By Shelley Hearne, DrPH, President of CityHealth
Welcome to the CityHealth blog!
CityHealth, an initiative of the de Beaumont Foundation and Kaiser Permanente, provides leaders with a package of evidence-based policy solutions that will help millions of people live longer, better lives in vibrant, prosperous communities. CityHealth regularly evaluates cities on the number and strength of their policies.
We awarded each of the cities either a gold, silver, bronze or no medal designation based on that assessment. Our goal is that all city leaders use our assessment as a tool to work together and move toward the gold standard in each policy area by adapting evidence-based policies shown to improve the well-being and quality of life for their residents. This is also about accountability - so our nation’s citizens have the data they need to hold their elected officials accountable for taking the steps necessary to make their city thrive.
Visit us here to find out more about policymaking at the city level that supports healthy communities, and meet local leaders and experts who are finding innovative ways to help cities thrive. To receive new blog entries in your inbox, sign up here.
Today, to celebrate Child Health Day, CityHealth recognizes a great way city leaders can enhance every child’s opportunity to be healthy and thrive: by creating high-quality, accessible early education programs for kids. Pre-Kindergarten (Pre-K)’s educational benefits to three- and four-year-olds are well established, but here’s the significant added benefit: done right, Pre-K can provide an important, life-lasting health boost for our youngest citizens. Because of these health benefits, CityHealth targets and assesses Pre-K as one of its nine top recommended policies for city leaders to improve quality of life for urban residents (see scores below.)
There is no question that there are numerous health benefits associated with attending high quality Pre-K programs – both in the short-term and long-term. Ninety percent of children’s adult brain volume is developed by age six, and we know that experiences during early childhood fundamentally affect the structural development and neurobiological pathways in the brain. On a more practical level, when children are in high quality Pre-K programs, the odds improve that children who need treatment for vision, hearing, or chronic issues, like asthma, get the help they need. Preschool participants are more likely to go to a doctor, receive appropriate immunizations and screenings, and get dental care.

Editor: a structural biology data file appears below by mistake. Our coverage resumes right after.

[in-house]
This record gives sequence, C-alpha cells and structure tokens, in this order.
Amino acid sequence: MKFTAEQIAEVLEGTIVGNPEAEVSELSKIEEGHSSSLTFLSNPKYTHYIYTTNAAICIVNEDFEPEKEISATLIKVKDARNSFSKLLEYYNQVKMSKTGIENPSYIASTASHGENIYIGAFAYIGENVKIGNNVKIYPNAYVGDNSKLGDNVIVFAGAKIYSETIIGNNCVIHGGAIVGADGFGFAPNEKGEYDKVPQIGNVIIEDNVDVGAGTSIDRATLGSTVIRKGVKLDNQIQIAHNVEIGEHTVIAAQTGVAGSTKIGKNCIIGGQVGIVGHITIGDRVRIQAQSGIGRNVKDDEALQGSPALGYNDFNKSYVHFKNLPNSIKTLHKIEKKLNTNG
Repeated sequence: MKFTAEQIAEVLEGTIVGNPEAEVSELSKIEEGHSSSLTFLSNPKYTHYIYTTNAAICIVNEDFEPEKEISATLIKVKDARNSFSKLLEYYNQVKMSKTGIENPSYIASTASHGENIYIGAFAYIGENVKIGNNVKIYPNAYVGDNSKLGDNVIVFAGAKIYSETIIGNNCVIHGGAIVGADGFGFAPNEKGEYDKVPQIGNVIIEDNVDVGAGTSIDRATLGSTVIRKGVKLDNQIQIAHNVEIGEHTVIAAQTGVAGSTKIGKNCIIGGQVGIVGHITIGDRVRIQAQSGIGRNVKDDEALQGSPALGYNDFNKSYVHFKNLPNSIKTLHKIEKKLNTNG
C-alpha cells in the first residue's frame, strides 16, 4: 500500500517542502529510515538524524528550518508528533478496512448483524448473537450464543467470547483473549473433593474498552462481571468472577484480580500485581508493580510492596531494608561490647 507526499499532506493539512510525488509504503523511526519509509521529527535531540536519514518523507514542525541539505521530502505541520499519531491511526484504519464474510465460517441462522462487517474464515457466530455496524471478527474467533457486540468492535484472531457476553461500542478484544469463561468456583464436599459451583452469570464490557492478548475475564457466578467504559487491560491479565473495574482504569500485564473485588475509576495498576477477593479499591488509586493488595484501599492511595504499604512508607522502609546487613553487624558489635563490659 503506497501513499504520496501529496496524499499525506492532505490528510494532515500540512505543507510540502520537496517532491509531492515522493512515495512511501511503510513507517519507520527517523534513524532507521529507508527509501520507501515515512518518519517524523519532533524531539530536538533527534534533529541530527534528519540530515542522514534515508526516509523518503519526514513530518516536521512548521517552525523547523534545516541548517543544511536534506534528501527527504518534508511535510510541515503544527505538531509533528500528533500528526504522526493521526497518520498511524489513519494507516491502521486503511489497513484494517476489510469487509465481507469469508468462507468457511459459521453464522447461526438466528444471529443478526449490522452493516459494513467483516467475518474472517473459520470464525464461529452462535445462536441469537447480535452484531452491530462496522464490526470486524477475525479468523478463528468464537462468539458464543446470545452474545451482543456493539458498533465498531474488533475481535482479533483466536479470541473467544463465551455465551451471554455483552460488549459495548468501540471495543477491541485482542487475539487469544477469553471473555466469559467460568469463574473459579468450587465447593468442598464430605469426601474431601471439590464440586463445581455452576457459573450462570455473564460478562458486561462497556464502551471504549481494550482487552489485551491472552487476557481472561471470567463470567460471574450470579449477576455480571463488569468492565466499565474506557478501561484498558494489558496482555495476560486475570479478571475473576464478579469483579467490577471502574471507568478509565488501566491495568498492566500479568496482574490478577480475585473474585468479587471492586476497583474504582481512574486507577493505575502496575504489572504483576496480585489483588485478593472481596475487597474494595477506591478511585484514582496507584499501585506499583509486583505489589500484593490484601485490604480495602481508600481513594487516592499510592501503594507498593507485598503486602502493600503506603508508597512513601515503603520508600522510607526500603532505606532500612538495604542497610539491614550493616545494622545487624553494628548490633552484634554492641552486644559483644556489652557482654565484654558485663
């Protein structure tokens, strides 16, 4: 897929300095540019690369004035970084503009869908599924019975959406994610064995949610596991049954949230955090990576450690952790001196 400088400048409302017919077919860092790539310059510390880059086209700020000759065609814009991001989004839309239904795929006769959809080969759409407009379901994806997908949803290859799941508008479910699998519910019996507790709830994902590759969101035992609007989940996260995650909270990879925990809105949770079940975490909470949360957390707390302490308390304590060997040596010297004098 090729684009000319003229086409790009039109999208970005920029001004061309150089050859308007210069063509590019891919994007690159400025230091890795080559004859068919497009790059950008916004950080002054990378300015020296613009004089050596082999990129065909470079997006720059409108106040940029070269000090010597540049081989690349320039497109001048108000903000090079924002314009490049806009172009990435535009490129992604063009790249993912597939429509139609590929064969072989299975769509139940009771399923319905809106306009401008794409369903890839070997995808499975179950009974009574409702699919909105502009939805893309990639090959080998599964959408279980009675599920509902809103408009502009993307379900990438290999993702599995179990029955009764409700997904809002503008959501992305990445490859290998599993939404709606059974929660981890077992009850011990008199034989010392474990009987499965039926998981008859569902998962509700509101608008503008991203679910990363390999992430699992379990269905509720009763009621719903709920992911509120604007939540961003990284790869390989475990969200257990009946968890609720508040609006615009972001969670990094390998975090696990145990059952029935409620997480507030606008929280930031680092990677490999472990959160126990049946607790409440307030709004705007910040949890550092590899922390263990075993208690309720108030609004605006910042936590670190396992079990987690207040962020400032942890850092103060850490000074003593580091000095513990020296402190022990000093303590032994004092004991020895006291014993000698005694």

In fact, the U.S. Centers for Disease Control and Prevention (CDC) recognizes Early Childhood Education programs, such as Pre-K, as one of the most important and effective policies available to improve population health. The nation’s leading health agency cited the strong evidence demonstrating that early childhood education fosters socio-emotional, cognitive, and motor skill development, in addition to academic achievement. Early Childhood Education also leads to longer-term benefits such as reductions in obesity, child abuse and neglect, youth violence, teen birth rates and emergency room visits.
CityHealth recognizes that in order for cities and their children to fully reap the benefits, Pre-K programs must be of high quality and widely accessible. To help catalyze widespread adoption of this important health intervention, CityHealth awards medals – gold, silver, bronze, or no medal--based on the National Institute for Early Education Research’s 10 research-based quality standards benchmarks and an assessment of the level of enrollment in the city’s largest Pre-K program. Thirty-three out of 40 cities received a medal for offering, accessible, high-quality Pre-K, including five gold, eight silver, and 20 bronze. Incredible progress was made in recent years to open access and increase quality of Pre-K programs around the country. However, our goal is for every child to live in a gold medal city, and clearly in order to meet this standard, there is much more work for us to do.
We invite you to see how your city performs when it comes to Pre-K policy and learn more about how our medals were awarded and what they mean for children and families.
As we celebrate Child Health Day, it is also a great time to recognize cities that are going beyond traditional Pre-K programs to ensure that the children being served get the health services they need. For example, Seattle built on an already strong system by coordinating health and mental health services on-site at Pre-K provider locations in consultation with teachers. Another highlight is the Cincinnati Preschool Promise public school sites, which provide access to school-based health centers, school nurses and other school-based support groups. Recognizing the importance of wrap-around services for children and families is crucial to keep a city’s residents healthy and provide them the tools they need to succeed.
CityHealth is working with urban leaders who want to increase access and quality of Pre-K programs in their cities. If you are interested in how cities are making high Pre-K available to kids, and want to know more about how city leaders are leveraging policy to create stronger communities that support healthy families and kids, sign up here to keep in touch with CityHealth.